Bob Rosinsky from Top Dog Imaging walks through the extraordinary process of restoring a badly damaged 1870s tintype (such as the Billy the Kid image that was the subject of a recent record-setting auction) using modern, high-tech techniques, such as a polarized strobe and ultra-high-rez camera. He hints at even more advanced techniques employing X-rays, UV and infra-red light.
My standard operating procedure is to use an ultra-high resolution camera combined with a top-of-the-line macro lens to photograph tintypes. I use strobe lights to illuminate the artwork. Strobes produce "hard" light, much like the sun on a clear day. In addition to the strobes, I place a polarizer over the camera lens and polarizer gels over the strobe lights. This eliminates all reflections and enables the camera to pick up a greater tonal range along with more detail...
One advantage of using a scanner to digitize a tintype is that it will smooth out surface imperfections and micro details thus reducing the amount of time it takes the retouch artist to produce a clean, albeit low fidelity, image -- somewhat analogous to hearing a Beethoven symphony on AM radio.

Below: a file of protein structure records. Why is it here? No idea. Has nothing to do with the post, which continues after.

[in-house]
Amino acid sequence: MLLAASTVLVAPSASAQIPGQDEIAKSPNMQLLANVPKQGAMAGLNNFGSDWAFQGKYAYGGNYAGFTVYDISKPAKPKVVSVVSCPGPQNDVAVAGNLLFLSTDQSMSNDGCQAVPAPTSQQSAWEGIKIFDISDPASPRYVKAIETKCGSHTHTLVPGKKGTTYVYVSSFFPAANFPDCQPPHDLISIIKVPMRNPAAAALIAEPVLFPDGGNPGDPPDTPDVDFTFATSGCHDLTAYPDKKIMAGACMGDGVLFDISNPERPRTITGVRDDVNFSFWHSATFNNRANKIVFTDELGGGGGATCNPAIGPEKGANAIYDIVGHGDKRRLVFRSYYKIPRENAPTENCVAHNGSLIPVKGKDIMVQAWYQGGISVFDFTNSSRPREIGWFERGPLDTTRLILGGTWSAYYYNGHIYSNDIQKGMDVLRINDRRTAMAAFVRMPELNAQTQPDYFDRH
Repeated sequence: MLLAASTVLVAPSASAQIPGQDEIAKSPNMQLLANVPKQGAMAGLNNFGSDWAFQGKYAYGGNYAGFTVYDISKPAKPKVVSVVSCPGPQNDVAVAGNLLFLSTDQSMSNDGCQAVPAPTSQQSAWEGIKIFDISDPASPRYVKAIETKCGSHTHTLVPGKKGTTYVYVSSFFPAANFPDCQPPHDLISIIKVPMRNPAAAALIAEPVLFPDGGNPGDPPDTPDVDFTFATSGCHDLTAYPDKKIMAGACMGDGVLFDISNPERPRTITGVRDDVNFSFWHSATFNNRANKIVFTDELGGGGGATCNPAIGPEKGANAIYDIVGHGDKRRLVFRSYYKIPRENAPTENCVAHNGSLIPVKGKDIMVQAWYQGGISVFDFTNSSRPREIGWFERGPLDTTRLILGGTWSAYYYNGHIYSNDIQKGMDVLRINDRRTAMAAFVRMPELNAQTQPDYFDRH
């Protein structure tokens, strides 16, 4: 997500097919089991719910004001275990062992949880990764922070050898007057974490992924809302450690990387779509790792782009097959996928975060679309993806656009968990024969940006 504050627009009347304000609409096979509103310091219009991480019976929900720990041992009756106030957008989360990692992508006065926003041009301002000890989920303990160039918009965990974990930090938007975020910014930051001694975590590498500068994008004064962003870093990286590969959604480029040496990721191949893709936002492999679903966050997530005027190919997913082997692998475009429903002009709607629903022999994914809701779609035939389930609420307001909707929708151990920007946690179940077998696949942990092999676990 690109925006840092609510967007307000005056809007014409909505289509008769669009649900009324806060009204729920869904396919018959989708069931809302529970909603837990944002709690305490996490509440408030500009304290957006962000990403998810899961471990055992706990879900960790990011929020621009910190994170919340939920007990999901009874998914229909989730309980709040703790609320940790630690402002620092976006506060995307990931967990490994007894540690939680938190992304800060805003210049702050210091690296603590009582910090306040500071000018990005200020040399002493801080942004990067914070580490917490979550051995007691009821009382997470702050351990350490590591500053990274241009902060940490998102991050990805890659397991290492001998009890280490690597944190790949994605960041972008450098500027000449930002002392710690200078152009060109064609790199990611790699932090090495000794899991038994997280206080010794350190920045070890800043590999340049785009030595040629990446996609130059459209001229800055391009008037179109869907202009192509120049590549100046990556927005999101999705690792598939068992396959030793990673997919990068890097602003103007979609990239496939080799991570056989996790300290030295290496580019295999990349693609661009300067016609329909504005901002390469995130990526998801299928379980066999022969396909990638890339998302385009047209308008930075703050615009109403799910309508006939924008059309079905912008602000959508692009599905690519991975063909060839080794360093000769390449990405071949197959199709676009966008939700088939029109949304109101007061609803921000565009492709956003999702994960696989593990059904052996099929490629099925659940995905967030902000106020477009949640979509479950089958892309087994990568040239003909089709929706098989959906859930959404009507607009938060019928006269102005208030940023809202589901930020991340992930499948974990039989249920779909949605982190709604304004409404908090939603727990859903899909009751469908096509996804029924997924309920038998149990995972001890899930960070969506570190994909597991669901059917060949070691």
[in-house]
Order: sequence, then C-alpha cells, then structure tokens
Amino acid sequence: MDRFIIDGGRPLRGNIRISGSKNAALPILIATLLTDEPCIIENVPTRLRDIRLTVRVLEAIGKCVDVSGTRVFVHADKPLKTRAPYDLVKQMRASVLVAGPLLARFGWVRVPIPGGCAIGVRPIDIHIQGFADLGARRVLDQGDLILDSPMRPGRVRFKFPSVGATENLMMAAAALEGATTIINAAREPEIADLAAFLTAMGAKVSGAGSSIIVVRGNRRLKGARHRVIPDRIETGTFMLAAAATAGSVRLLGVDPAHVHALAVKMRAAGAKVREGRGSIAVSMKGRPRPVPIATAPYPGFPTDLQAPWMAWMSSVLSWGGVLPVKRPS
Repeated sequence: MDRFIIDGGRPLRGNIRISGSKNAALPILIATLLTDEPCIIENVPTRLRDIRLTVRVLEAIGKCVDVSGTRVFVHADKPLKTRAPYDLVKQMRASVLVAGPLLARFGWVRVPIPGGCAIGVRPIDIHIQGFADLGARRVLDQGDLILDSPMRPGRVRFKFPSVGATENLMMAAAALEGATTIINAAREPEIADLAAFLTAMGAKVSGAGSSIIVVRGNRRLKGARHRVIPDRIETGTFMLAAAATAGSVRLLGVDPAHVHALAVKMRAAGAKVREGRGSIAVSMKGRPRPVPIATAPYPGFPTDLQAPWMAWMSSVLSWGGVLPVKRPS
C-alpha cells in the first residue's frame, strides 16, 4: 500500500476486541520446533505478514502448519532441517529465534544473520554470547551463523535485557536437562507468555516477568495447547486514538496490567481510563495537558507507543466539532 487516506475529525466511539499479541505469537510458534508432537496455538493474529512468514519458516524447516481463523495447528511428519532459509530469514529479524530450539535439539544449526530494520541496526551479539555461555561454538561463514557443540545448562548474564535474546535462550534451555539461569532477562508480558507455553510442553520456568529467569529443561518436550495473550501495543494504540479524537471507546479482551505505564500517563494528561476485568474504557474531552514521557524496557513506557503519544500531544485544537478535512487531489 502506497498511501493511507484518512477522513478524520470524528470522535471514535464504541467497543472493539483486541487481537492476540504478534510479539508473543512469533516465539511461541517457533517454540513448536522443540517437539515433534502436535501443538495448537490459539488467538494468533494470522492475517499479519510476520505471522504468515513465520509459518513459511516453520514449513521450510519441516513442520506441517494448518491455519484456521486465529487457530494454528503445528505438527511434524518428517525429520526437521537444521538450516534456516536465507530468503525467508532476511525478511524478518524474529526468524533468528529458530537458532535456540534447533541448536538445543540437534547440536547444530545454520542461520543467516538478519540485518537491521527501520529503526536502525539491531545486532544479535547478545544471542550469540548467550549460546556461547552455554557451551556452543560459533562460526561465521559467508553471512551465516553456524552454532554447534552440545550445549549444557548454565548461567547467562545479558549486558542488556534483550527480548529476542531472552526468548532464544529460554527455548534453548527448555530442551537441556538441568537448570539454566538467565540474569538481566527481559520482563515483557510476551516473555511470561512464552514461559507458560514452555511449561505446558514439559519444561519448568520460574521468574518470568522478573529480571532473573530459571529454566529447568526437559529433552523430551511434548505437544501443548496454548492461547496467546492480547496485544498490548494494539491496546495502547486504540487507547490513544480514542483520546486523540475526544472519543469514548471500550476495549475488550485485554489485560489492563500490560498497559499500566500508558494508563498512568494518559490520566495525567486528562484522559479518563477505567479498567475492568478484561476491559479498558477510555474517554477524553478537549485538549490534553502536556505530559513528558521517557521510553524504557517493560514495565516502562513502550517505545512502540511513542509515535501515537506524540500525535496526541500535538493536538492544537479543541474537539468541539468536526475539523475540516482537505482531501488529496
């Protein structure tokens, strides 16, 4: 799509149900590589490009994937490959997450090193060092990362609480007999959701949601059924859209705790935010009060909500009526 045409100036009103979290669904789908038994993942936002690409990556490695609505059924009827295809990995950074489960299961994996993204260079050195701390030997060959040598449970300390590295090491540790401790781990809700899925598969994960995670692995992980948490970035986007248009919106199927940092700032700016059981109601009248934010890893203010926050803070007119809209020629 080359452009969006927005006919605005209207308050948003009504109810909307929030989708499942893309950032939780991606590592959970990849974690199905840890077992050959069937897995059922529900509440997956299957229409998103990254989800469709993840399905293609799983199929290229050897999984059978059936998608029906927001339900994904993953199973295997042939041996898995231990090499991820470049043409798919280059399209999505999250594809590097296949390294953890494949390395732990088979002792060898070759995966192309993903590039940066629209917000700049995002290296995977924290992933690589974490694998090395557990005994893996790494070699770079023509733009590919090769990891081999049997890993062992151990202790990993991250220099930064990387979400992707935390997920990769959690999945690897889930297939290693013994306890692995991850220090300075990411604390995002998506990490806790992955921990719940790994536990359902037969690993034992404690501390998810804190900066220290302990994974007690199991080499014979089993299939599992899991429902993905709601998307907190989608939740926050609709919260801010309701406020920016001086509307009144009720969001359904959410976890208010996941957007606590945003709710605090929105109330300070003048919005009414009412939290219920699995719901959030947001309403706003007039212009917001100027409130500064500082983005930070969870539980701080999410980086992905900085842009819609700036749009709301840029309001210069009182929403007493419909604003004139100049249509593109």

Over at Display, Graphic designer Richard Danne tells the story of the fantastic “worm” logo he and partner Bruce Blackburn created for NASA in 1974. It was used for almost twenty years until the NASA administrator Dan Goldin unfortunately reinstated the previous “meatball” logo, developed in 1959.
It’s one thing to enjoy dinner at home and a nice glass of Cabernet Sauvignon with your best friend, Netflix, but it’s another thing entirely to make that meal from scratch and get that wine delivered right to your doorstep.But what if we told you there’s a way to make this possible? To keep your social life, […]
Having to pack and drag your stuff through security can put quite the damper on your vacation plans. Thankfully, we’ve got your back with one way to make traveling more painless: the Jumper Overnighter Travel Bag.This compact bag is so lightweight that you can effortlessly carry it, and fit it into any overhead compartment. But just […]
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